Vice President George Bush reacted strongly to a report that First Lady Nancy Reagan is not supportive of his presidential campaign and sent a letter to her, saying, “I’ll be damned if I let anything nasty come between us,” an aide disclosed today.
Elaine Crispen, Mrs. Reagan’s press secretary, described as “sheer foolishness” reports in Time magazine and by the Knight-Ridder Syndicate that the First Lady did not have “much affection or trust for Bush” and was reluctant to turn the White House over to the vice president and his wife, Barbara.
“She’s totally supportive of them,” Crispen said. “There’s no feud between them.”
She said Mrs. Reagan telephoned Bush on Monday, telling him that she had read the reports and that “of course it wasn’t true.” The First Lady also expressed her chagrin to Barbara Bush.
Crispen said the vice president, who was “very distressed over the malicious stories,” told Mrs. Reagan that he wrote a note to her on his campaign plane when he saw the report, and assured her that he understood.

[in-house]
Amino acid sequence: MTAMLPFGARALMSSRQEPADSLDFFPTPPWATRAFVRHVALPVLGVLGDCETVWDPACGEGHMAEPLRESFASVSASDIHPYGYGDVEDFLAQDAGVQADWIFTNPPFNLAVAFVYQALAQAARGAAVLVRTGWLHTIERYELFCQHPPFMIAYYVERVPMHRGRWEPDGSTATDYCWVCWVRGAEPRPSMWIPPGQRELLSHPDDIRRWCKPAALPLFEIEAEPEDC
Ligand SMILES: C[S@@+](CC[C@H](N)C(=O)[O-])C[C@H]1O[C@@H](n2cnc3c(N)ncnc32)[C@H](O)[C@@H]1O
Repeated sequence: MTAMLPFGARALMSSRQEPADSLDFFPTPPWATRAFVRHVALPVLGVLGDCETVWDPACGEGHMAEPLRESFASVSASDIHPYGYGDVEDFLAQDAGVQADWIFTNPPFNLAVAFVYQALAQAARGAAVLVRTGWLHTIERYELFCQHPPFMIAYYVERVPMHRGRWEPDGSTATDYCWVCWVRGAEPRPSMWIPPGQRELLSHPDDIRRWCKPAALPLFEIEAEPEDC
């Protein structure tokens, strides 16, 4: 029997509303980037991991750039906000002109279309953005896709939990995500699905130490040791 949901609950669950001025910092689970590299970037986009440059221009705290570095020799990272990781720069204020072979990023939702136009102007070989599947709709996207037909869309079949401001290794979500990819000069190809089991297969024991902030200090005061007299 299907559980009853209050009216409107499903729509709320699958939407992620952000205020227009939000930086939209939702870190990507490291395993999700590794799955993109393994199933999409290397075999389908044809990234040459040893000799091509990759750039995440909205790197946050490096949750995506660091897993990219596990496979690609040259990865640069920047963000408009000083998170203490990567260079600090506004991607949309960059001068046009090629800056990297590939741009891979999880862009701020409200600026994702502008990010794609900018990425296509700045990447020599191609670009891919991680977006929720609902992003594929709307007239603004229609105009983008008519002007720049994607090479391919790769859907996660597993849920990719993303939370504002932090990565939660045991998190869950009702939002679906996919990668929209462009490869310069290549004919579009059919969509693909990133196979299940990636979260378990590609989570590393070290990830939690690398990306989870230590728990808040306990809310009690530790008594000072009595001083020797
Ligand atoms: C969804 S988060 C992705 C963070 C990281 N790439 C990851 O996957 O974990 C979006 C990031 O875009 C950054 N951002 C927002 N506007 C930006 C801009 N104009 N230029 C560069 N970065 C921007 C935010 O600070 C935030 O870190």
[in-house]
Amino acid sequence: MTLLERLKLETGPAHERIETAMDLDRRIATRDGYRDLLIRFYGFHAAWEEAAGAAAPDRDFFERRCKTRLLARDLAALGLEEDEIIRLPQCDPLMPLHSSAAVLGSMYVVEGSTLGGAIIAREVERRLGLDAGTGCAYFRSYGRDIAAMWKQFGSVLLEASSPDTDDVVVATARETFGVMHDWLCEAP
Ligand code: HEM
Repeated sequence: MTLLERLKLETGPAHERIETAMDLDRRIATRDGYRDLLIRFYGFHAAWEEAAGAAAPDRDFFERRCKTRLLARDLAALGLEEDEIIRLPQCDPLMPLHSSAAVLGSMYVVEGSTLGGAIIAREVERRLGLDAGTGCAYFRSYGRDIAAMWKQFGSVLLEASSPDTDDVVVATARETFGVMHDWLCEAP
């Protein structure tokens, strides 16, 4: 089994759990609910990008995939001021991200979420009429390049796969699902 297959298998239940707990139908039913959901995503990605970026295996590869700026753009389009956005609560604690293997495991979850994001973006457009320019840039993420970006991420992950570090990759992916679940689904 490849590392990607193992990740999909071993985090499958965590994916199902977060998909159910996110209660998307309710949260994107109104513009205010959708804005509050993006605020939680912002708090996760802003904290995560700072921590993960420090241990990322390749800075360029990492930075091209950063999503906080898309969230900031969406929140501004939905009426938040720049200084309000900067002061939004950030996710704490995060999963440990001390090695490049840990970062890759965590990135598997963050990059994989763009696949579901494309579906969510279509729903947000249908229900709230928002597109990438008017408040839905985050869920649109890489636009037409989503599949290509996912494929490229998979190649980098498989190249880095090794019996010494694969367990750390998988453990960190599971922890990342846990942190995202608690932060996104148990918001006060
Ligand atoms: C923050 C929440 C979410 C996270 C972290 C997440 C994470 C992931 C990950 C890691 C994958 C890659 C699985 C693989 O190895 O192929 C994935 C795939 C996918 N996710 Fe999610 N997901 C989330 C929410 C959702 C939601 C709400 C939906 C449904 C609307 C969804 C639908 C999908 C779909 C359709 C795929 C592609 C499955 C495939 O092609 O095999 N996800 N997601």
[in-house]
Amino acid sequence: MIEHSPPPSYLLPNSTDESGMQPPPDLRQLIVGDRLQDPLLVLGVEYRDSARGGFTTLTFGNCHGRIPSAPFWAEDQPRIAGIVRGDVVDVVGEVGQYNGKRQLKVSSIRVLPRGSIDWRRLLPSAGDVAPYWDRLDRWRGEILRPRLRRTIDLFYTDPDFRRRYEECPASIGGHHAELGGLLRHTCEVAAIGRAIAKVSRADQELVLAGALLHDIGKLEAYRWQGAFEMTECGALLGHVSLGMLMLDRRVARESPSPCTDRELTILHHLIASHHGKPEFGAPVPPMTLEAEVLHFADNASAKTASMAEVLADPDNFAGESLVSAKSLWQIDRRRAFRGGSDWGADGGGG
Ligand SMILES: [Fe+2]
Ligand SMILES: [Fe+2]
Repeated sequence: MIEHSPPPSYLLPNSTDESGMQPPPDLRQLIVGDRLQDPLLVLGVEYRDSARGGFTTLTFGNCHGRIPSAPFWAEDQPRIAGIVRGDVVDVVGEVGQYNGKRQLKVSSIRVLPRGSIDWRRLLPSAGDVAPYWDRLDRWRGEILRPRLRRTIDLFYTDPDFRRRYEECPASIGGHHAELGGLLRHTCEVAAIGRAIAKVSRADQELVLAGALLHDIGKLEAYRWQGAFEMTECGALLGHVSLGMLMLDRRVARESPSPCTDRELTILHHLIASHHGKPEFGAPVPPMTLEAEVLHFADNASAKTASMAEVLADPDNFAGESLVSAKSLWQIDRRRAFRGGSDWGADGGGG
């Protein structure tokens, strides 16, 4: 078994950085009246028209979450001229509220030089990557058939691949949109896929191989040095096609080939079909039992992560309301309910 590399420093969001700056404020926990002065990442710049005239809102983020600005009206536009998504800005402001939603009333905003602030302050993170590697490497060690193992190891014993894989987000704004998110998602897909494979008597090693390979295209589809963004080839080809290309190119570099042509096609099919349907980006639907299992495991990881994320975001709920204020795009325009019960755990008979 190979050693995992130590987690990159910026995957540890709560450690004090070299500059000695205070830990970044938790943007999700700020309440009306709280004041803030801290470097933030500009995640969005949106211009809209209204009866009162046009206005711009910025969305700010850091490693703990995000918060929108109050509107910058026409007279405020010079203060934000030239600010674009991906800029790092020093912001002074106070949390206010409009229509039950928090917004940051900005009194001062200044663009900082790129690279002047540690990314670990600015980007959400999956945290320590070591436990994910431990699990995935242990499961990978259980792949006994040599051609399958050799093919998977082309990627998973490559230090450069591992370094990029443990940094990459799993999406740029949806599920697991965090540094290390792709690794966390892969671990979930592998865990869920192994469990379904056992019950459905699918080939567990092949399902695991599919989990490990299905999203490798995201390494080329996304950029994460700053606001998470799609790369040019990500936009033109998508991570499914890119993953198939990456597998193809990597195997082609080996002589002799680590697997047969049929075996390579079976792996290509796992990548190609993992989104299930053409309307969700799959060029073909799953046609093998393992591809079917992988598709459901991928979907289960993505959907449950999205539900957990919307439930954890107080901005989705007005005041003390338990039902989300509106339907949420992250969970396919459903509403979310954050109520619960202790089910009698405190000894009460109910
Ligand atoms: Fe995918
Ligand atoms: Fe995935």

Crispen said Bush’s note said: “I’ll be damned if I let anything nasty come between us. You and the President deserve much better than two damn stories.”
Time magazine, in a section titled “Grapevine,” noted that Mrs. Reagan did not attend a “star-studded” rally for Bush and his running mate, Sen. Dan Quayle (R-Ind.) at the Century Plaza hotel in Los Angeles, refusing to come down from her suite when her husband made an appearance.
The magazine said: “Barbara has remarked to friends that Nancy is strikingly ungrateful for all the loyalty and deference the Bushes have shown the Reagans for eight years.”
The newspaper syndicate reported that Mrs. Reagan is reluctant to leave the White House after her eight-year occupancy. “Nancy Reagan can’t bear to make her exit,” it said.
“The stories are not true,” presidential spokesman Marlin Fitzwater said today.
He called the stories “outrageous” and said it would be wrong to assume the President’s wife did not support Bush because she has not been present at some campaign appearances.